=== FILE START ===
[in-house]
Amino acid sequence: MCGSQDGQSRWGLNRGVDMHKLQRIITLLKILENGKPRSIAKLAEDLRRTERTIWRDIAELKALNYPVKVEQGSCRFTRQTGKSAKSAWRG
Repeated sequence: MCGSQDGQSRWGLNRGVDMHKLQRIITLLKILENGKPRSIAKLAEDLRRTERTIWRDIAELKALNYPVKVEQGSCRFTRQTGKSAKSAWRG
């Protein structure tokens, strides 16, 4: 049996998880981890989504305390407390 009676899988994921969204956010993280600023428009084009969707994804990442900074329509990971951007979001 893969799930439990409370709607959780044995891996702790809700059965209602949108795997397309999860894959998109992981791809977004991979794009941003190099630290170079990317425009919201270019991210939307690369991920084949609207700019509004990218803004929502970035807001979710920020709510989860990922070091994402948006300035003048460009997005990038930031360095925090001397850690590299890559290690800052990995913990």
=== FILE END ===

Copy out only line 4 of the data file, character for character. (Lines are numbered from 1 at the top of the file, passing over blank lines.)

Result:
């Protein structure tokens, strides 16, 4: 049996998880981890989504305390407390 009676899988994921969204956010993280600023428009084009969707994804990442900074329509990971951007979001 893969799930439990409370709607959780044995891996702790809700059965209602949108795997397309999860894959998109992981791809977004991979794009941003190099630290170079990317425009919201270019991210939307690369991920084949609207700019509004990218803004929502970035807001979710920020709510989860990922070091994402948006300035003048460009997005990038930031360095925090001397850690590299890559290690800052990995913990």